Inasmuch as the Quran is the central, sacred, revealed reality for Muslims, The Study Quran addresses it as such and does not limit it to a work of merely historical, social, or linguistic interest divorced from its sacred and revealed character. To this end, the focus of The Study Quran is on the Quran’s reception and interpretation within the Muslim intellectual and spiritual tradition, although this does not mean that Muslims are the only intended audience, since the work is meant to be of use to various scholars, teachers, students, and general readers. It is with this Book, whose recitation brings Muslims from Sumatra to Senegal to tears, and not simply with a text important for the study of Semitic philology or the social conditions of first/seventh-century Arabia, that this study deals.

    **

    The other publishing venture of great interest in this context is Turkey’s Diyanet project for a contemporary selected edition of the Hadith.

    Emran El-Badawi, co-director of the newly formed International Qur’anic Studies Association, told the Christian Science Monitor in 2013:

    Change is certain to come to the Islamic world, not just to the streets of Cairo or Istanbul but deep within Islam’s religious tradition as well. The Turkish Directorate of Religious Affairs, called the Diyanet, recognizes this with its seven-volume revision of the Hadith – which is the source of Sharia law and second only to the Quran.

    Thousands of the prophet’s sayings and traditions were circulated and eventually collected in the centuries after his death in 632. The sheer size of Hadith collections and their archaic 7th century Arabian context have made the texts too intractable for many Muslims today. This is the challenge which the six-year Turkish Hadith project, with its selections and interpretive essays, seeks to overcome.

    The central issue surrounding the Hadith, as with other foundational religious works such as the Bible, is whether it should be read literally or in a historical context and for its inspired message. A literal reading, for instance, may seek to justify medieval practices like severing the hands of thieves or allowing underage marriage. An inspired interpretation would see them as historical practices absent the kind of rule of law that democracies like Turkey have today.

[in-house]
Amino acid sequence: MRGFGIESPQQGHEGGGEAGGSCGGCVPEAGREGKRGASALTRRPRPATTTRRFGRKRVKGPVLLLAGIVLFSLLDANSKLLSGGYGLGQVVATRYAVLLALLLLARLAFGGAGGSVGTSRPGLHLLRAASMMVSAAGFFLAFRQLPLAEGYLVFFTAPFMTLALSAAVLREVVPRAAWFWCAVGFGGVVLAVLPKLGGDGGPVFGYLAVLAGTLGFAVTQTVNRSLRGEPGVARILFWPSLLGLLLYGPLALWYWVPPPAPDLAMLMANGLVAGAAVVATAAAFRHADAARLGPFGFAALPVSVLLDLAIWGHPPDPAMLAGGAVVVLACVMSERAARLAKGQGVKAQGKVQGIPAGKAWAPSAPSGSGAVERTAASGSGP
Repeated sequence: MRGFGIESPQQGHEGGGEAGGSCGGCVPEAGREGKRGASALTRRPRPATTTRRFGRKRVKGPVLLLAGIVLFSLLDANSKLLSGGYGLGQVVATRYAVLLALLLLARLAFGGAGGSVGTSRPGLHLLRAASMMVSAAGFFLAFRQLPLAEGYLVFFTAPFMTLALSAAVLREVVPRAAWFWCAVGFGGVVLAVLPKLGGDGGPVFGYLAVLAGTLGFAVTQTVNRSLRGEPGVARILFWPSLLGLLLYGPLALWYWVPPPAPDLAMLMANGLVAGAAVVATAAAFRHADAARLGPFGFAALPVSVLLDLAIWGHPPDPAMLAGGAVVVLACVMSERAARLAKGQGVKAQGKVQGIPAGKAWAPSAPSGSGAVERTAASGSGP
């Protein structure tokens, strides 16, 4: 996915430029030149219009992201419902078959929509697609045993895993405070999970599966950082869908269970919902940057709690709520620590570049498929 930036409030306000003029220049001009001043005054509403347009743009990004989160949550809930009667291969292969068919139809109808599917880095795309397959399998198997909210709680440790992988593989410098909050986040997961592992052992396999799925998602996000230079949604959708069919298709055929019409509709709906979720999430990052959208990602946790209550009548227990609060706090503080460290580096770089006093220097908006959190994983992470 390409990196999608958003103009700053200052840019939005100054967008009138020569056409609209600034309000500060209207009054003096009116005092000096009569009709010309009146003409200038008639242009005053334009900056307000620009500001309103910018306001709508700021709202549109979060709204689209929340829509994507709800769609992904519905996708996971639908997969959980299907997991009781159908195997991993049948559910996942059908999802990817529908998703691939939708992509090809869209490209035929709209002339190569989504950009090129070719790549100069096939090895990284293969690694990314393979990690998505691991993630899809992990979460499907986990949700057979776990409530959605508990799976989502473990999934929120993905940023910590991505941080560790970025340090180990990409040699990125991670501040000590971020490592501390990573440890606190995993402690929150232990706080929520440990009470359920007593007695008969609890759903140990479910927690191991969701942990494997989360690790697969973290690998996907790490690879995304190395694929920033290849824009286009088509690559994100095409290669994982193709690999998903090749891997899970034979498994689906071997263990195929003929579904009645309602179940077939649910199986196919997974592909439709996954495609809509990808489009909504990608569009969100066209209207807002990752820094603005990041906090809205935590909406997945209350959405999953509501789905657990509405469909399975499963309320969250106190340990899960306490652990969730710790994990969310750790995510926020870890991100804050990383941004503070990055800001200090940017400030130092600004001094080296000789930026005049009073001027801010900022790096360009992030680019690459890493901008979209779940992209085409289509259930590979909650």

The question for Turkey’s new multi-volume set is whether its contemporary interpretations can be widely appreciated by the Islamic community, or whether they will be considered too avant-garde – the fate of previous modern interpretations.

    Elie Elhadj, in his post A Turkish Martin Luther: Can Hadith be Revised? on on Joshua Landis‘ Syria Comment blog wrote in 2010:

    The Indian Islamic thinker Muhammad Ashraf observed that it is curious that no caliph or companion found the need to collect and write down the Hadith traditions for more than two centuries after the death of the Prophet (Guillaume, Islam, 1990, 165). Ignaz Goldziher concludes “it is not surprising that, among the hotly debated controversial issues of Islam, whether political or doctrinal, there is none in which the champions of the various views are unable to cite a number of traditions, all equipped with imposing Isnads” (Goldziher, Muslim Studies, 1890, Vol. II., 44). John Burton observes, “the ascription of mutually irreconcilable sayings to several contemporaries of the Prophet, or of wholly incompatible declarations to one and the same contemporary, together strain the belief of the modern reader in the authenticity of the reports as a whole” (Burton, An introduction to the Hadith, 1994, xi).

    Leaders of Turkey’s Hadith project say successive generations have embellished the text, attributing their political aims to the Prophet Muhammad (BBC, February 26, 2008).

    And Tom Heneghan, Religion Editor for Reuters noted in 2013:

    The collection is the first by Turkey’s “Ankara School” of theologians who in recent decades have reread Islamic scriptures to extract their timeless religious message from the context of 7th-century Arab culture in which they arose.

    Unlike many traditional Muslim scholars, these theologians work in modern university faculties and many have studied abroad to learn how Christians analyse the Bible critically.

    They subscribe to what they call “conservative modernity,” a Sunni Islam true to the faith’s core doctrines but without the strictly literal views that ultra-orthodox Muslims have been promoting in other parts of the Islamic world.

    As to its likely influence, in Egypt and thus (I infer) on Sisi’s project, Heneghan offers this hint:

    “Among intellectuals in Egypt, there is a welcome for this new interpretation which they think is very important for the Arab world to be exposed to,” said Ibrahim Negm, advisor to Egypt’s grand mufti, the highest Islamic legal authority there.

    **

    I haven’t seen any reference as yet to the preparation of an English translation.

    The Islam we hope to read into Sisi’s al-Azhar speech

    Tuesday, January 13th, 2015

    [ by Charles Cameron — bearing in mind Ian McEwan’s comment, “General Sisi or Isis — the palindrome is apt” ]
    .

    Sisi speaks at al-Azhar

    President Sisi speaks at al-Azhar

    **

    President Sisi of Egypt made a remarkable speech to the assmbled dignitaries of al-Azhar the other day. The Coptic Christian scholar Raymond Ibrahim has a translation of the relevant section:

    I am referring here to the religious clerics. We have to think hard about what we are facing — and I have, in fact, addressed this topic a couple of times before. It’s inconceivable that the thinking that we hold most sacred should cause the entire umma [Islamic world] to be a source of anxiety, danger, killing and destruction for the rest of the world. Impossible!